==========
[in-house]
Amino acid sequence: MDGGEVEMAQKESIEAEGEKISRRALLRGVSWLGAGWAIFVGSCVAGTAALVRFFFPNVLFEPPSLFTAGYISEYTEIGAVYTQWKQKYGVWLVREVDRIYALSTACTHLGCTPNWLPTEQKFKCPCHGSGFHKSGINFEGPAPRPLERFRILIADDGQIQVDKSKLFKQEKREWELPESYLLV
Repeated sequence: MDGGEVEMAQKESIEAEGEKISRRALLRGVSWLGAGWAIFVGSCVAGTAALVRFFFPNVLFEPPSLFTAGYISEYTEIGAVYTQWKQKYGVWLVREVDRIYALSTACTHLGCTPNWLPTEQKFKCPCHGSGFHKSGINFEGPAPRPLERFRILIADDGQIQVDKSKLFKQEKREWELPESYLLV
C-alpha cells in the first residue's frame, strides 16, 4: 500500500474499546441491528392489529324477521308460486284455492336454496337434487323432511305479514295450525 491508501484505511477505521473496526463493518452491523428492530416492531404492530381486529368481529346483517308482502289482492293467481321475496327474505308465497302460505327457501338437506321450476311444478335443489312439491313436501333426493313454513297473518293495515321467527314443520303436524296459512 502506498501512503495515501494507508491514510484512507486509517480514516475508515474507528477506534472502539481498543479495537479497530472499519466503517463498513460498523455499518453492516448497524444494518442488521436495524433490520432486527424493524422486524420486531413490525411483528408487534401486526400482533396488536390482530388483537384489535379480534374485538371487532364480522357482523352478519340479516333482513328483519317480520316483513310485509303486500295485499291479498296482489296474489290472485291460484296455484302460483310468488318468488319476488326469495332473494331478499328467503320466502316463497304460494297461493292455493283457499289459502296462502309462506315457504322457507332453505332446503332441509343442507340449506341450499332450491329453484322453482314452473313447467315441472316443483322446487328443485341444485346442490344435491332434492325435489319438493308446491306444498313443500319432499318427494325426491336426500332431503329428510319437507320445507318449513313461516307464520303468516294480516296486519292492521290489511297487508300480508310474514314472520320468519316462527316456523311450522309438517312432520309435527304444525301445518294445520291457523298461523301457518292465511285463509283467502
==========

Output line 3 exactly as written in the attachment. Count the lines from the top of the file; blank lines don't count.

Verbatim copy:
Repeated sequence: MDGGEVEMAQKESIEAEGEKISRRALLRGVSWLGAGWAIFVGSCVAGTAALVRFFFPNVLFEPPSLFTAGYISEYTEIGAVYTQWKQKYGVWLVREVDRIYALSTACTHLGCTPNWLPTEQKFKCPCHGSGFHKSGINFEGPAPRPLERFRILIADDGQIQVDKSKLFKQEKREWELPESYLLV